Välkommen till en kunskapsbank för Learning study och Lesson study! | Learning study The Teacher's Guide To Flipped Classrooms Since Jonathan Bergman and Aaron Sams first experimented with the idea in their Colorado classrooms in 2004, flipped learning has exploded onto the larger educational scene. It’s been one of the hottest topics in education for several years running and doesn’t seem to be losing steam. Basically, it all started when Bergman and Sams first came across a technology that makes it easy to record videos. And voila: a movement began. A 2014 survey from the Flipped Learning network found that 78% of teachers said they’d flipped a lesson, and 96% of those that tried it said they’d recommend it. What is a flipped classroom? Once a new idea becomes a buzzword, pinning down the definition can become a tad more challenging. That gets the idea across, but it’s a bit of a mouthful. Most people hear “flipped learning” and picture kids watching videos at home, but proponents of it suggest that it doesn’t have to be exclusively about videos. The Benefits of Flipping Your Classroom 1. 2. 3. 1. 2. 3. 4. 5.

Changing Gears 2012: rejecting the "flip" (1) ending required sameness (3) re-thinking rigor (4) its not about 1:1 (5) start to dream again (6) learning to be a society (again) (7) re-thinking what "literature" means (8) maths are creative, maths are not arithmetic (9) changing rooms (10) undoing academic time (11) social networks beyond Zuckerbergism (12) knowing less about students, seeing more (13) why we fight Maybe I'm highly sensitive to this. I grew up in a 420 square foot home with two parents and four kids. This was not a place for the calm production of homework. Anyway, this is not to be confused with an Oprah-style faux memoir, that's not the point. In later years, as a cop in Brooklyn and The Bronx, as the computer co-ordinator for a homeless mission with before and after school programs for homeless kids, and in work in high poverty schools, I know what kids in poverty face at home. So in changing gears for this new year, step two is "rejecting the flipped classroom." Kralovec and Buell So please, reject the flip.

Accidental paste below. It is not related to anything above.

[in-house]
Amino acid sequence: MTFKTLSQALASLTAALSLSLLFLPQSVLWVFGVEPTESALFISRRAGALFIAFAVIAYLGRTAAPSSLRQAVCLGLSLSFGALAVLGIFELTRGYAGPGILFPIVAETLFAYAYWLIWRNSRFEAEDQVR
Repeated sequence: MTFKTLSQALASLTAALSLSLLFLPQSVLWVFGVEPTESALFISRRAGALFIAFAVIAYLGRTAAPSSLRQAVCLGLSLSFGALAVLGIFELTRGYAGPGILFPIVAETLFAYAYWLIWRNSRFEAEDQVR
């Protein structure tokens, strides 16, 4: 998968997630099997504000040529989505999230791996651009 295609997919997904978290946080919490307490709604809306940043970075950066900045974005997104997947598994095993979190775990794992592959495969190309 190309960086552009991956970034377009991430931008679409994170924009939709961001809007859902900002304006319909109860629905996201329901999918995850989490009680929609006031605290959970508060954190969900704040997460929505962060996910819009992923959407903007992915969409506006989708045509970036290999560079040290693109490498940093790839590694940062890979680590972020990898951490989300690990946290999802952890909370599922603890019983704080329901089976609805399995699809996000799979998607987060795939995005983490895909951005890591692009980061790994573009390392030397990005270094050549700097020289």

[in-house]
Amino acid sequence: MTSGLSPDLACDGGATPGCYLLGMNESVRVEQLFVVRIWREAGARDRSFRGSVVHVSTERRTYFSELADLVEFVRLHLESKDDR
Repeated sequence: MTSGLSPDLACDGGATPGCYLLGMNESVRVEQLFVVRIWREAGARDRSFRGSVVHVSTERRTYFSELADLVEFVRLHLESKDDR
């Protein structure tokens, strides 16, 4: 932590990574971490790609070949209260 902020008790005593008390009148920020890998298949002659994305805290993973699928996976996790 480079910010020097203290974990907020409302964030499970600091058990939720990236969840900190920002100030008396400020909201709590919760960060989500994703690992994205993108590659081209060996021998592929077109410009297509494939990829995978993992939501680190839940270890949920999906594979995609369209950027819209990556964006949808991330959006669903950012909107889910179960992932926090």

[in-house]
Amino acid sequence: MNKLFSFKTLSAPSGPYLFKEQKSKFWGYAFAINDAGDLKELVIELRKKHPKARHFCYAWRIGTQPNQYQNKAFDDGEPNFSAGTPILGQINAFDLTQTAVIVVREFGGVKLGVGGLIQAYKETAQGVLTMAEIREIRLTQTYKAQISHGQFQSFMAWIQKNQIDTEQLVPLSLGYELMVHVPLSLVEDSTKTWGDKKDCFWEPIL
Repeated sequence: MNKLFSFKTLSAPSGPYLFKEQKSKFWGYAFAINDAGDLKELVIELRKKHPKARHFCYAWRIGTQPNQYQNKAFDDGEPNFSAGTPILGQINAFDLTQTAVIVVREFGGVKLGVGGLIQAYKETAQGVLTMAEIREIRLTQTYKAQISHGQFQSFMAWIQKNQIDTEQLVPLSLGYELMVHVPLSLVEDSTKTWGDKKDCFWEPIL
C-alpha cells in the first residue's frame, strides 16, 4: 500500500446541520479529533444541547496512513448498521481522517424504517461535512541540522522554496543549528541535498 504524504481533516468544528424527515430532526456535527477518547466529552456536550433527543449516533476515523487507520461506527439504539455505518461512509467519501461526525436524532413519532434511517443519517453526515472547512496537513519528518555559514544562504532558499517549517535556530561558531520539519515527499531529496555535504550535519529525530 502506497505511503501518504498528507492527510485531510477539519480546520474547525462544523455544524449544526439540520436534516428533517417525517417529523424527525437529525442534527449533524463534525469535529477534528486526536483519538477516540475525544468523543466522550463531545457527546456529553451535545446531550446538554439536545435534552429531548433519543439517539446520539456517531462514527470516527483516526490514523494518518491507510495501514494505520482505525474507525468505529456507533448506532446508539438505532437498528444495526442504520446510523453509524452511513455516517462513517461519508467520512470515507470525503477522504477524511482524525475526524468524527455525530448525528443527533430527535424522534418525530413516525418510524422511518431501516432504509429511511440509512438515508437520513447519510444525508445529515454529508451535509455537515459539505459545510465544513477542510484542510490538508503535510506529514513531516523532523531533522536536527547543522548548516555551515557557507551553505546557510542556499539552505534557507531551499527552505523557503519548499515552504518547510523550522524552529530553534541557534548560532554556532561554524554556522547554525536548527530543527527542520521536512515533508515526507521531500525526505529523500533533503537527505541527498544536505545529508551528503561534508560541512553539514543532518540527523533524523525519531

opeverkostot - home 9 Video Tips for a Better Flipped Classroom -- THE Journal Flipped Classroom | November 2013 Digital Edition 9 Video Tips for a Better Flipped Classroom Early adopters share how schools can find success with teachers and students alike--even when the technology seems as topsy-turvy as the lessons. In 2007, when Colorado high school teachers Jonathan Bergmann and Aaron Sams began experimenting with recording their lectures in order to spend class time on deeper face-to-face learning with students, they probably didn't foresee the major movement that would grow up around what came to be called the flipped classroom. But six years later, the growth in interest remains exponential, suggesting this is far more than a fad. Just since January 2012, the number of active members on the Flipped Learning Network's Ning site has grown from 2,500 to more than 15,000. Today, it seems, there is no one correct way to flip the classroom, and approaches vary both by subject and educational philosophy. 1) Devise a flipped strategy.

The TED-ed Flip Tool in the Foreign Language Classroom | Foreign language begins with T There are a lot of mixed opinions out there about flipping classes and the new TED-ed flip tool. However, since this is not a blog about flipping, but a blog about technology use in the foreign language classroom, I am going to show you how great, handy and simple to use this tool is. The TED-ed flip tool in the non-flipping foreign language classroom The TED-ed flip tool allows you to take any YouTube video and create a short lesson with it. How? By allowing you to include a questionnaire and add further resources to complement it. As with any technology tool, it is up to the teacher to make the best out of it and to use it in such a way that it enhances the students’ learning. Below is a TED-ed flipped lesson I just created in approximately 10 minutes, as I already knew which video to use. Now, I know I said I would not talk about actually flipping here, but this is just biting me and I won’t take too long saying it. TED-ed flip tool tutorial Some Related Posts: